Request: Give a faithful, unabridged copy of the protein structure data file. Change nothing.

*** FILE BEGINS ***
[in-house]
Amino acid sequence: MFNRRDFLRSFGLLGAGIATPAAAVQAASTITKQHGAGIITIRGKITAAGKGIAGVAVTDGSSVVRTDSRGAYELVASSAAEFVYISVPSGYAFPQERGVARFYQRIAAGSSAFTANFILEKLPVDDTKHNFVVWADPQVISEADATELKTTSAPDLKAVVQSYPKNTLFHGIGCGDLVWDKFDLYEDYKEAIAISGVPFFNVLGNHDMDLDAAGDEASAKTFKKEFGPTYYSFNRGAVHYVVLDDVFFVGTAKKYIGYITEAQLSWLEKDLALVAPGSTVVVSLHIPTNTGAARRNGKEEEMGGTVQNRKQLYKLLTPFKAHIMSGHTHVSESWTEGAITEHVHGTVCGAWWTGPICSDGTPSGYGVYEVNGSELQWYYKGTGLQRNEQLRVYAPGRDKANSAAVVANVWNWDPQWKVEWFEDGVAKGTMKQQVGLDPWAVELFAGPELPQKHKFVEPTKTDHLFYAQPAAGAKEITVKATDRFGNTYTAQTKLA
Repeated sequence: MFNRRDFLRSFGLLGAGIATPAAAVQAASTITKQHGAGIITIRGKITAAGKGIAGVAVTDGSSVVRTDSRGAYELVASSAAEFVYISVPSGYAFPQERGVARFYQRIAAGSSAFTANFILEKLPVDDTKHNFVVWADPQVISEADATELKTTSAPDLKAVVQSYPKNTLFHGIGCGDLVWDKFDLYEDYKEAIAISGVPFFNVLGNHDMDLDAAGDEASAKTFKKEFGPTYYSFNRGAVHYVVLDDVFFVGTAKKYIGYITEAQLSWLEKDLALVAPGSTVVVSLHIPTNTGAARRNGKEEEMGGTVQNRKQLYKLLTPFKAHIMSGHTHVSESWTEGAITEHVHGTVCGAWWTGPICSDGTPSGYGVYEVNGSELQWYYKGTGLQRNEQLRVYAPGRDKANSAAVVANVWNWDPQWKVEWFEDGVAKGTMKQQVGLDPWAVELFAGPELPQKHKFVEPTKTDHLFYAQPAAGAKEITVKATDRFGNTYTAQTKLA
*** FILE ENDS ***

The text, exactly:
[in-house]
Amino acid sequence: MFNRRDFLRSFGLLGAGIATPAAAVQAASTITKQHGAGIITIRGKITAAGKGIAGVAVTDGSSVVRTDSRGAYELVASSAAEFVYISVPSGYAFPQERGVARFYQRIAAGSSAFTANFILEKLPVDDTKHNFVVWADPQVISEADATELKTTSAPDLKAVVQSYPKNTLFHGIGCGDLVWDKFDLYEDYKEAIAISGVPFFNVLGNHDMDLDAAGDEASAKTFKKEFGPTYYSFNRGAVHYVVLDDVFFVGTAKKYIGYITEAQLSWLEKDLALVAPGSTVVVSLHIPTNTGAARRNGKEEEMGGTVQNRKQLYKLLTPFKAHIMSGHTHVSESWTEGAITEHVHGTVCGAWWTGPICSDGTPSGYGVYEVNGSELQWYYKGTGLQRNEQLRVYAPGRDKANSAAVVANVWNWDPQWKVEWFEDGVAKGTMKQQVGLDPWAVELFAGPELPQKHKFVEPTKTDHLFYAQPAAGAKEITVKATDRFGNTYTAQTKLA
Repeated sequence: MFNRRDFLRSFGLLGAGIATPAAAVQAASTITKQHGAGIITIRGKITAAGKGIAGVAVTDGSSVVRTDSRGAYELVASSAAEFVYISVPSGYAFPQERGVARFYQRIAAGSSAFTANFILEKLPVDDTKHNFVVWADPQVISEADATELKTTSAPDLKAVVQSYPKNTLFHGIGCGDLVWDKFDLYEDYKEAIAISGVPFFNVLGNHDMDLDAAGDEASAKTFKKEFGPTYYSFNRGAVHYVVLDDVFFVGTAKKYIGYITEAQLSWLEKDLALVAPGSTVVVSLHIPTNTGAARRNGKEEEMGGTVQNRKQLYKLLTPFKAHIMSGHTHVSESWTEGAITEHVHGTVCGAWWTGPICSDGTPSGYGVYEVNGSELQWYYKGTGLQRNEQLRVYAPGRDKANSAAVVANVWNWDPQWKVEWFEDGVAKGTMKQQVGLDPWAVELFAGPELPQKHKFVEPTKTDHLFYAQPAAGAKEITVKATDRFGNTYTAQTKLA